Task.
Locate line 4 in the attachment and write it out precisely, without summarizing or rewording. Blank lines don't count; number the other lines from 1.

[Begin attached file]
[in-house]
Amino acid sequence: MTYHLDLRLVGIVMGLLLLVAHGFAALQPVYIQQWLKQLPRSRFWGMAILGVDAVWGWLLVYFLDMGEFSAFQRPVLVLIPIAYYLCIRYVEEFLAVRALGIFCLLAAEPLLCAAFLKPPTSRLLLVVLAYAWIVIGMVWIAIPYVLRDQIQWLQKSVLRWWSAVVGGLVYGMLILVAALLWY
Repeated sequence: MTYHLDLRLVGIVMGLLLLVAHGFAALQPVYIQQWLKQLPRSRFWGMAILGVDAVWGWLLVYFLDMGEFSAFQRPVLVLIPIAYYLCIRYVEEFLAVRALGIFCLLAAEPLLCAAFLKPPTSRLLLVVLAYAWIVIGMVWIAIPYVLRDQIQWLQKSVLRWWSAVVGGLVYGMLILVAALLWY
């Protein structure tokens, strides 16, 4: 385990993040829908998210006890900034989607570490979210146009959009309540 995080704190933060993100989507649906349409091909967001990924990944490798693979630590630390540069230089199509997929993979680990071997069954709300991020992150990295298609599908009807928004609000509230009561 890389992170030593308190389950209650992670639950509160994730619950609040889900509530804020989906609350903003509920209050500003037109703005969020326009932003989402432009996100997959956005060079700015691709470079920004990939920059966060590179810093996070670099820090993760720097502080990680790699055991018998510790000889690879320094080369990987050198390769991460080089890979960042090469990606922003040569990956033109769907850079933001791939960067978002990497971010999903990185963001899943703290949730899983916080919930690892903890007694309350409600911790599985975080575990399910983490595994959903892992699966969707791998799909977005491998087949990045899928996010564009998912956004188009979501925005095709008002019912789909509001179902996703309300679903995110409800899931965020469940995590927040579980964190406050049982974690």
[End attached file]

């Protein structure tokens, strides 16, 4: 385990993040829908998210006890900034989607570490979210146009959009309540 995080704190933060993100989507649906349409091909967001990924990944490798693979630590630390540069230089199509997929993979680990071997069954709300991020992150990295298609599908009807928004609000509230009561 890389992170030593308190389950209650992670639950509160994730619950609040889900509530804020989906609350903003509920209050500003037109703005969020326009932003989402432009996100997959956005060079700015691709470079920004990939920059966060590179810093996070670099820090993760720097502080990680790699055991018998510790000889690879320094080369990987050198390769991460080089890979960042090469990606922003040569990956033109769907850079933001791939960067978002990497971010999903990185963001899943703290949730899983916080919930690892903890007694309350409600911790599985975080575990399910983490595994959903892992699966969707791998799909977005491998087949990045899928996010564009998912956004188009979501925005095709008002019912789909509001179902996703309300679903995110409800899931965020469940995590927040579980964190406050049982974690």